Our focus, then, is to be on doing what is most suitable to achieving God’s goals in every circumstance, anything else is sin.

God has a plan and purpose for us in every moment and at every step of our lives. Our job is to make choices that “expedite”, that facilitate, God’s plans/purposes. Any choice that frustrates/hinders God’s plans/purposes is sin.

Consequently, sin cannot be pinned down to any list of do’s and don’ts.  The emphasis has been shifted from a list of laws to the love of The Lord.  In each situation that faces us, we ask not what’s on a list, but what best demonstrates the love of God.

This means that we must constantly be concerned with God’s Will in any and every circumstance. And it reveals the central importance of our one-on-one relationship with God.

As we walk in right relationship with God, we apply His Truth, His Word, to every situation to determine what is expedient: to determine what God wants to accomplish in us and through us.

Living under grace, instead of under The Law, is dynamic and personal rather than static and general.

“He hath shewed thee, O man, what is good; and what doth the Lord require of thee, but to do justly, and to love mercy, and to walk humbly with thy God?” ~ Micah 6:8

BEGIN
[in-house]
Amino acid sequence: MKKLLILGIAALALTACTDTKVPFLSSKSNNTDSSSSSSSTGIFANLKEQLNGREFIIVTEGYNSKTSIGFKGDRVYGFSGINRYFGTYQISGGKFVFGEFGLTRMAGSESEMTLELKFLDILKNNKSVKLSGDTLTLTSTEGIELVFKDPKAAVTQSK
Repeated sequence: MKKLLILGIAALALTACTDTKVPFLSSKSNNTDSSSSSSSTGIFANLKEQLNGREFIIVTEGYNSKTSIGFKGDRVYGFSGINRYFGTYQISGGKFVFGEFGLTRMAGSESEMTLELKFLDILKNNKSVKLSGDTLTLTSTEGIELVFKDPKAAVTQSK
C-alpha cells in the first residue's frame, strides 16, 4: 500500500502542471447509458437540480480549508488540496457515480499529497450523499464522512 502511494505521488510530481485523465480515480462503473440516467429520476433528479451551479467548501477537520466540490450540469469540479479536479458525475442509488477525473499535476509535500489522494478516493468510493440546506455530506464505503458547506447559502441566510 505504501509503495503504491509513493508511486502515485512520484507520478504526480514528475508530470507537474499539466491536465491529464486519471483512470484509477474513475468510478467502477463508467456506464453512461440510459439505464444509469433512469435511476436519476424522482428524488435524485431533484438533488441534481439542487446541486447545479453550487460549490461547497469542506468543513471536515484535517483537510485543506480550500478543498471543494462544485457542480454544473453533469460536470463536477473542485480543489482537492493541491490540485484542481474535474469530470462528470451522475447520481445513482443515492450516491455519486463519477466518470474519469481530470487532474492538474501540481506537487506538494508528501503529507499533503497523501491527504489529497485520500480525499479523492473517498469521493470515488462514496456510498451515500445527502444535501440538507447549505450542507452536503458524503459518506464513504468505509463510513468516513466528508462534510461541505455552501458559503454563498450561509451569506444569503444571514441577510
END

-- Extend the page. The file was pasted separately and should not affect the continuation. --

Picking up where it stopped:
But let him that glorieth glory in this, that he understandeth and knoweth me, that I am the Lord which exercise lovingkindness, judgment, and righteousness, in the earth: for in these things I delight, saith the Lord. ~ Jeremiah 9:24

Because the emphasis is on the relationship between Believer and God (The Lawgiver!) instead of on the law, our relationship is then fundamental to making the right decisions. We focus on God and depend on Him to get us to the right result/choice/outcome.

“In all thy ways acknowledge Him, and He shall direct thy paths.” ~ Proverbs 3:6

Consider the Pharisees of Jesus’ day: Despite their knowledge of (the letter of) The Law, they were unable to ‘see’ the Lawgiver when He came to them in flesh. They were unable to understand His ministry and His death and Resurrection. They knew The Law, but knew not the Lawgiver. They had knowledge without relationship; but in God’s Kingdom, there is no knowledge without relationship.